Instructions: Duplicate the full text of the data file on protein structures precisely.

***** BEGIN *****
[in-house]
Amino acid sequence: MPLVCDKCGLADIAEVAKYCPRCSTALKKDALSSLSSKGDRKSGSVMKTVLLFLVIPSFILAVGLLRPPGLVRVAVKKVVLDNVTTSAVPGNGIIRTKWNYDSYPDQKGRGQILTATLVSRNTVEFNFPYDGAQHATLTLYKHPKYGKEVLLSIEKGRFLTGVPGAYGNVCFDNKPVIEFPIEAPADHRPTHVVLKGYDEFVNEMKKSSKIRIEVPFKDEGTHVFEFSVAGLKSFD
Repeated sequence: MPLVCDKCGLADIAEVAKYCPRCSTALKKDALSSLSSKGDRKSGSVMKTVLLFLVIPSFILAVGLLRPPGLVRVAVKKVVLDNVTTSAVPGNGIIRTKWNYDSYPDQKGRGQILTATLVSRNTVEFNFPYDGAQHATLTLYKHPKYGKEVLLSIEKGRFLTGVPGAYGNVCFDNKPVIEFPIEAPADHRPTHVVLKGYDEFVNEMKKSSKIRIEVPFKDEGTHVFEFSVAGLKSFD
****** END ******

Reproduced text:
[in-house]
Amino acid sequence: MPLVCDKCGLADIAEVAKYCPRCSTALKKDALSSLSSKGDRKSGSVMKTVLLFLVIPSFILAVGLLRPPGLVRVAVKKVVLDNVTTSAVPGNGIIRTKWNYDSYPDQKGRGQILTATLVSRNTVEFNFPYDGAQHATLTLYKHPKYGKEVLLSIEKGRFLTGVPGAYGNVCFDNKPVIEFPIEAPADHRPTHVVLKGYDEFVNEMKKSSKIRIEVPFKDEGTHVFEFSVAGLKSFD
Repeated sequence: MPLVCDKCGLADIAEVAKYCPRCSTALKKDALSSLSSKGDRKSGSVMKTVLLFLVIPSFILAVGLLRPPGLVRVAVKKVVLDNVTTSAVPGNGIIRTKWNYDSYPDQKGRGQILTATLVSRNTVEFNFPYDGAQHATLTLYKHPKYGKEVLLSIEKGRFLTGVPGAYGNVCFDNKPVIEFPIEAPADHRPTHVVLKGYDEFVNEMKKSSKIRIEVPFKDEGTHVFEFSVAGLKSFD